Friday, August 17, 2012

Getting our Priorities Right

The post mortems have begun. One paper calculated the investment cost per gold medal. Another ranked us on gold medals per capita. Another ranked on medals of any colour relative to previous Olympics decrying our torrid decline since Sydney 2000.
I love my sport. My Twitter handle includes the phrase "sport fanatic". I am the best athlete never to play the game, any game, at international level or otherwise (unless recreational jogging and moaning followed by intensive bouts of physio are added to the Rio Olympic program).
As an organisational psychologist and change consultant I woud like to think I was up with the latest on mindset and positive psychology. And I do agree that sporting success on the world stage is good for our national mood and can bring people together. So does a good sporting meet and building nice stadia. One year ago London was rioting, now London is rightfully proud and bonded in its success. Then again they have royalty so they are quite good at putting on a show.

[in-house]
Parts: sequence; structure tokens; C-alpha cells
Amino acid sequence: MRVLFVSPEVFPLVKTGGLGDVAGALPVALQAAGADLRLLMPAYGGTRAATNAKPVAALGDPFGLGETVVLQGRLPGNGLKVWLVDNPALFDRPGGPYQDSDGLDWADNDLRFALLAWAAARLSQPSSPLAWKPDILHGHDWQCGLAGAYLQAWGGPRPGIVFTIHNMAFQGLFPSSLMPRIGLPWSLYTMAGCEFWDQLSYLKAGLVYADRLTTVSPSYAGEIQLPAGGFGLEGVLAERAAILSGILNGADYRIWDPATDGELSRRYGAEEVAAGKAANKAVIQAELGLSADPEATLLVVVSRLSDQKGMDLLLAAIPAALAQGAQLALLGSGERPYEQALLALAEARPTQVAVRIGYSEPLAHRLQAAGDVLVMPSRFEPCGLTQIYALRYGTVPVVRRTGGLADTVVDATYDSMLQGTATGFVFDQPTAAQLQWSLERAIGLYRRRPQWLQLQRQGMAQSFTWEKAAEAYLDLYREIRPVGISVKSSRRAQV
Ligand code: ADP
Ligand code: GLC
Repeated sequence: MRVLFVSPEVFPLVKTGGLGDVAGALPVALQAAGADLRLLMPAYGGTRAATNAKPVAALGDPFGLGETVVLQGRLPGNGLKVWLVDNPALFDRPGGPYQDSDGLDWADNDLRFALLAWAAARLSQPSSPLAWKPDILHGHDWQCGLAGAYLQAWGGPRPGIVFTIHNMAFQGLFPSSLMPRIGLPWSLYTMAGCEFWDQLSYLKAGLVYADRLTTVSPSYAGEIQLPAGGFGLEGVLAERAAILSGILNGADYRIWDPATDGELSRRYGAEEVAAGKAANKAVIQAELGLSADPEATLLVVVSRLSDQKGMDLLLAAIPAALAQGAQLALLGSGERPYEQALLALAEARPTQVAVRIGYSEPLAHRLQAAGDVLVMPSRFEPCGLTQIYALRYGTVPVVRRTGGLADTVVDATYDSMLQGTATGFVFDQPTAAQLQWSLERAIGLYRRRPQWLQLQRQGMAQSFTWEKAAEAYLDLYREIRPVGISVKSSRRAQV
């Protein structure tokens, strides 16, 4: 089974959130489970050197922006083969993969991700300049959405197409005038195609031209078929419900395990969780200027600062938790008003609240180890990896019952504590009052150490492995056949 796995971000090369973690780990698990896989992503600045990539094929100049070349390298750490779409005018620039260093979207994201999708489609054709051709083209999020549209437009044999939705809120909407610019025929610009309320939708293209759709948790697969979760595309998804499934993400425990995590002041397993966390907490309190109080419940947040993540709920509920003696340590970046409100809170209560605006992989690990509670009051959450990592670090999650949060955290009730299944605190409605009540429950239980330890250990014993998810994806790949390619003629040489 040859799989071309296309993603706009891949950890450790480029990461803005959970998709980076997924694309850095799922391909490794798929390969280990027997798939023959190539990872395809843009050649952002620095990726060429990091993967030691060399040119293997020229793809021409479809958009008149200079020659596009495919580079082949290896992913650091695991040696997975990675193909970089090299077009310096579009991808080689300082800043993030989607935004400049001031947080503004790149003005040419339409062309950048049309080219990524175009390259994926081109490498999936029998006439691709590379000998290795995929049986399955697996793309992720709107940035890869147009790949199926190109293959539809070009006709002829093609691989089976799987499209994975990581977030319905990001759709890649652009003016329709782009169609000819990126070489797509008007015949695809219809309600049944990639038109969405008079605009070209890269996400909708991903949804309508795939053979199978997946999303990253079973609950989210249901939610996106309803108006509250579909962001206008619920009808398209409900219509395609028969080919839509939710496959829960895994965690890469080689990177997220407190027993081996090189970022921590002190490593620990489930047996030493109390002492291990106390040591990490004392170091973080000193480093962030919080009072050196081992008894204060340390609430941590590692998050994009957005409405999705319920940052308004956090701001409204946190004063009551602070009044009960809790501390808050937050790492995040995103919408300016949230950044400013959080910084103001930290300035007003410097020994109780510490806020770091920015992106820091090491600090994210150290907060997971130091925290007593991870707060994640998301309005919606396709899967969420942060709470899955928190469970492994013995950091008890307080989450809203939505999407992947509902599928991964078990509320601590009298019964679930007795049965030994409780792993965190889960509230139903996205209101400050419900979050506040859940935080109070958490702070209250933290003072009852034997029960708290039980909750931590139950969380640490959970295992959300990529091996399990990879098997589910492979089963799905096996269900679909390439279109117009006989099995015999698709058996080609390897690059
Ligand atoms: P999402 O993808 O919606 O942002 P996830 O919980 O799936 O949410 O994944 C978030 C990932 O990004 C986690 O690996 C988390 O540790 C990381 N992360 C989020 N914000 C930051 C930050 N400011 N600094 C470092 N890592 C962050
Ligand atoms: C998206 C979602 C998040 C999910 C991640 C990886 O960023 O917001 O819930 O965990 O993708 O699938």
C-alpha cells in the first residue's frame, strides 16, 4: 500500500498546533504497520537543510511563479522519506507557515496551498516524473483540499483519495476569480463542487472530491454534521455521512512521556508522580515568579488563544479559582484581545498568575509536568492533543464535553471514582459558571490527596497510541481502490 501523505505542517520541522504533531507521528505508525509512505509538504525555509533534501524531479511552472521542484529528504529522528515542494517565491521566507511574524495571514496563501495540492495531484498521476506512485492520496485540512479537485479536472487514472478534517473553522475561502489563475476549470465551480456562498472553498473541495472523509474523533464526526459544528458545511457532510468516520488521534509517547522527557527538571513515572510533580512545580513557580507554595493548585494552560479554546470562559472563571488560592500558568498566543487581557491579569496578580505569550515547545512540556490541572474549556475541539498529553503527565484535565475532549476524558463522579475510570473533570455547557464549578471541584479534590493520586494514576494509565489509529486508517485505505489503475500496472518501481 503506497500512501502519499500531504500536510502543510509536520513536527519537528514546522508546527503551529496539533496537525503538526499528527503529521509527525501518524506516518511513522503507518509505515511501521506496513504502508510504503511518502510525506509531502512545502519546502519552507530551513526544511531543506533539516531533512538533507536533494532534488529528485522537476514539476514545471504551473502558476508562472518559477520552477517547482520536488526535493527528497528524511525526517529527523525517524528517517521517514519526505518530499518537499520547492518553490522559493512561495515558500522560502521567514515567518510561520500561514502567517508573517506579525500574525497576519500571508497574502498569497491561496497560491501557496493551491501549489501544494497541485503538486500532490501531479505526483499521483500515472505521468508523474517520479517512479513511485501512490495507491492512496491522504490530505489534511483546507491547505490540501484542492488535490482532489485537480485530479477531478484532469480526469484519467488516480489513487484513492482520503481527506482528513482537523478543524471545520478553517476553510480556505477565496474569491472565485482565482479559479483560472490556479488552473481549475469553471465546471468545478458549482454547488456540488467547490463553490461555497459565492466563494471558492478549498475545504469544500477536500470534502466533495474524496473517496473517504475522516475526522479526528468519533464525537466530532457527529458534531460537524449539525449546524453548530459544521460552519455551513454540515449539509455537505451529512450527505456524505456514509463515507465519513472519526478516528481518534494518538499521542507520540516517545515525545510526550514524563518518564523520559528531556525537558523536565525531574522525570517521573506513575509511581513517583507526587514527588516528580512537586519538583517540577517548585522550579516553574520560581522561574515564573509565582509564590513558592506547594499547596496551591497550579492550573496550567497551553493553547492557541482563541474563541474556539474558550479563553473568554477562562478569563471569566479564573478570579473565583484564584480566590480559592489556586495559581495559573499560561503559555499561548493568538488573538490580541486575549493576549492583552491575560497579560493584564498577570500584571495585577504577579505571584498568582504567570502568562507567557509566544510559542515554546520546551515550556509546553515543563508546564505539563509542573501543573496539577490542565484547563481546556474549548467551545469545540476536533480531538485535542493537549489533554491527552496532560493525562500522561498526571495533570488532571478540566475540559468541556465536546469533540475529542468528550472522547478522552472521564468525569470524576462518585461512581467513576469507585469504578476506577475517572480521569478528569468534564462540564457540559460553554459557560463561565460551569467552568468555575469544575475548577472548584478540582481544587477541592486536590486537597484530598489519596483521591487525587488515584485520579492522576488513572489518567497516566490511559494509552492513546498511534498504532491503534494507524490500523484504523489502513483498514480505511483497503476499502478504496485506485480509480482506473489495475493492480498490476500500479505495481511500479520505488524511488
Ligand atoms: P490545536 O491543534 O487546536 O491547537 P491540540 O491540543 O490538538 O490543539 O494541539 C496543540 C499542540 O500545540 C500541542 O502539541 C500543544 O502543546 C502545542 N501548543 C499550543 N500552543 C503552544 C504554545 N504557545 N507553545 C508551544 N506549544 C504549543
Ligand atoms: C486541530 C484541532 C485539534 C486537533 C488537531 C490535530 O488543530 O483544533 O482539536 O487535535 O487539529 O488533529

However could I beg the Aussie powers that be, those who hold sway over our future spending on elite sport in this country not to be seduced too readily by the cries to ramp up spending on sport (unless it's grass roots and contributes positively to our fight against obesity and racial intolerance).
If we want to get collectively proud, how about spending on a more humane way of dealing with refugees and a more effective way dealing with people smugglers? Can we determine empirically the most efficacious ways to combat drug and alcohol abuse as they are so heavily implicated in crime and domestic violence respectively. Can we operate on public hospital patients quicker? Can we pay our good teachers more? Can we have the best equity outcomes on race, religion, gender of any country on earth and can we improve the human condition for our aboriginal population whose infant mortality rates and average life expectancy are still staggeringly inequitable and unconscionable.
There will never be enough money to do all those things superbly. But could I implore all of us to define success and national pride more broadly than the opportunity to stand in front of our television sets singing the national anthem at a medal ceremony even if we are celebrating excellence at the same time. This is not the only phenomenon with the capacity to give us goosebumps. This is not the only way for us to feel like proud Australians. 

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